Earlier one of the the strangest of all bottom-dwelling vertebrates,
Squaloraja (Fig. 1), nested in the LRT with paddlefish (= Polyodon) and goblin sharks (= Mitsukurina), rather than the traditional ratfish (= Chimaera).
a traditional relative of Mitsukurina, Scapanorhynchus (Davis 1887, Woodward 1889, 1899; Figs. 2, 3) nests closer to Squaloraja (Fig. 1) in the paddlefish clade.
(originally Rhinognathus lewisii David 1887; Woodward 1889; NHMUK PV P 4774; Early Cretaceous; 65cm to 1m in length) is widely considered a relative of Mitsukurina, the goblin shark, but here nests closer to Squaloraja. Here the gill basket is much longer, the eyes are midway in size and two dorsal fins are retained.
Squaloraja polyspondyla (Agassiz 1843, Woodward 1866, Early Jurassic) is traditionally considered a relative of Chimaera, but here nests with Scapanorhynchus from the Cretaceous.
This appears to be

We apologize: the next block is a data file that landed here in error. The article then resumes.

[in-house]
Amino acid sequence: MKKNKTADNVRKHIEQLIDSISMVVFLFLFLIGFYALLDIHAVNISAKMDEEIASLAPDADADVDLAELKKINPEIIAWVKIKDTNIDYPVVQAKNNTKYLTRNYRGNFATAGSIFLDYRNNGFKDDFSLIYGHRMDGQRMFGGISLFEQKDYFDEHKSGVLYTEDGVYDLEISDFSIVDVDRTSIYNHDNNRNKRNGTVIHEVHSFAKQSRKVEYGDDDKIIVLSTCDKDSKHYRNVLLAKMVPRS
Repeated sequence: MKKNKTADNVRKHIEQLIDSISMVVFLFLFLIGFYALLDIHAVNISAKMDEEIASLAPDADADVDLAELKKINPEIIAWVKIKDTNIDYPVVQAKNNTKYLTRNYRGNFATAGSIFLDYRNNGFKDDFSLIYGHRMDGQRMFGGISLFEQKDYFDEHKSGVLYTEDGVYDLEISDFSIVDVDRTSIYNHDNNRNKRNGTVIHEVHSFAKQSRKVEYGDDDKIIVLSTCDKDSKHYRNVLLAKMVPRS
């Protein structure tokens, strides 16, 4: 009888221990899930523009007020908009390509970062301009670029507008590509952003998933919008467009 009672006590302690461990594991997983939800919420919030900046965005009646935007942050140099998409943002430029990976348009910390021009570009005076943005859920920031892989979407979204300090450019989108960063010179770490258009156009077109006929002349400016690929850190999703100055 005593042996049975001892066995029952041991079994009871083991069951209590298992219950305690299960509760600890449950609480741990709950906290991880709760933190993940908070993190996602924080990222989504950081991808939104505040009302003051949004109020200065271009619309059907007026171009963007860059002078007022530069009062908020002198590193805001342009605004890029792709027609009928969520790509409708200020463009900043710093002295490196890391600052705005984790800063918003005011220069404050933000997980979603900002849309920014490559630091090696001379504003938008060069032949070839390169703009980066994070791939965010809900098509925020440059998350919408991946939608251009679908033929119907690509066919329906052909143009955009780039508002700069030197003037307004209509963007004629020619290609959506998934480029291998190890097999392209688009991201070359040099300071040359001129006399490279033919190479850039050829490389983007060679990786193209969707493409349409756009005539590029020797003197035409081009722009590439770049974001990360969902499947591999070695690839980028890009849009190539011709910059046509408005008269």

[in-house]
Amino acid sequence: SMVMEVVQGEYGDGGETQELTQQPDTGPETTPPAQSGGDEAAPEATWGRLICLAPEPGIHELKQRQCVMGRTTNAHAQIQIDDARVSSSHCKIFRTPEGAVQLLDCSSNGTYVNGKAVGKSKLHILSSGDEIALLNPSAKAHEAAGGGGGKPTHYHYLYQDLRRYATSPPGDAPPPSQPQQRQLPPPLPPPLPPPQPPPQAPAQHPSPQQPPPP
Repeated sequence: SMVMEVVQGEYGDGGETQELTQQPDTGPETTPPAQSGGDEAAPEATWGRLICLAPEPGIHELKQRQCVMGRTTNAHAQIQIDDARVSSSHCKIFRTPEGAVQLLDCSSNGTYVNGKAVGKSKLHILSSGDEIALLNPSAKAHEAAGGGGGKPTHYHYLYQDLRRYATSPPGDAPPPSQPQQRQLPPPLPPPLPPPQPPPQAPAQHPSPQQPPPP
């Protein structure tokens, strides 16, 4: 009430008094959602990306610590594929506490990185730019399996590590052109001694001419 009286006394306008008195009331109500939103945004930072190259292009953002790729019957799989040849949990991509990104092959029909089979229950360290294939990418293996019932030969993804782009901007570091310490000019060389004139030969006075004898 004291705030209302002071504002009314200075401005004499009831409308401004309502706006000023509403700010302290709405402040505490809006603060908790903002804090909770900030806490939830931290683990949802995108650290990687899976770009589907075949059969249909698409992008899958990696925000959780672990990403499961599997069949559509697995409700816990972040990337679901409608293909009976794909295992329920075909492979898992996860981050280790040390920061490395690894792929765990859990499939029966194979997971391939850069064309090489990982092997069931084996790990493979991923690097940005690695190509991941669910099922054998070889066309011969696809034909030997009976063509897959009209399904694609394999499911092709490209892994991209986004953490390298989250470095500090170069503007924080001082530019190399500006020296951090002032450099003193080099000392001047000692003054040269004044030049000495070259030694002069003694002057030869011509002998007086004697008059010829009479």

another novel hypothesis of interrelationships. If not, please supply the citation so I can promote it.
Agassiz L 1843. Recherches sur les Poissons Fossiles, III (IV), Imprimerie de Petitpierre, Neuchatel, pp. 157-390.
Davis JW 1887. The fossil fishes of the chalk of Mount Lebanon, in Syria. Scientific Transactions of the Royal Dublin Society, 2 (3): 457–636, pl. 14–38.
Woodward AS 1886. On the anatomy and systematic position of the Liassic selachian Squaloraja polyspondyla Agassiz. Proceedings of the Zoological Society of London, 1886: 527–538.
Woodward AS 1889. Catalogue of the Fossil Fishes in the British Museum. Part 1. London: British Museum of Natural History, 1-474.
Woodward AS 1899. Note on Scapanorhynchus, a Cretaceous shark apparently surviving in Japanese seas. Annals and Magazine of Natural History, (Series 7), 3 (18): 487–489.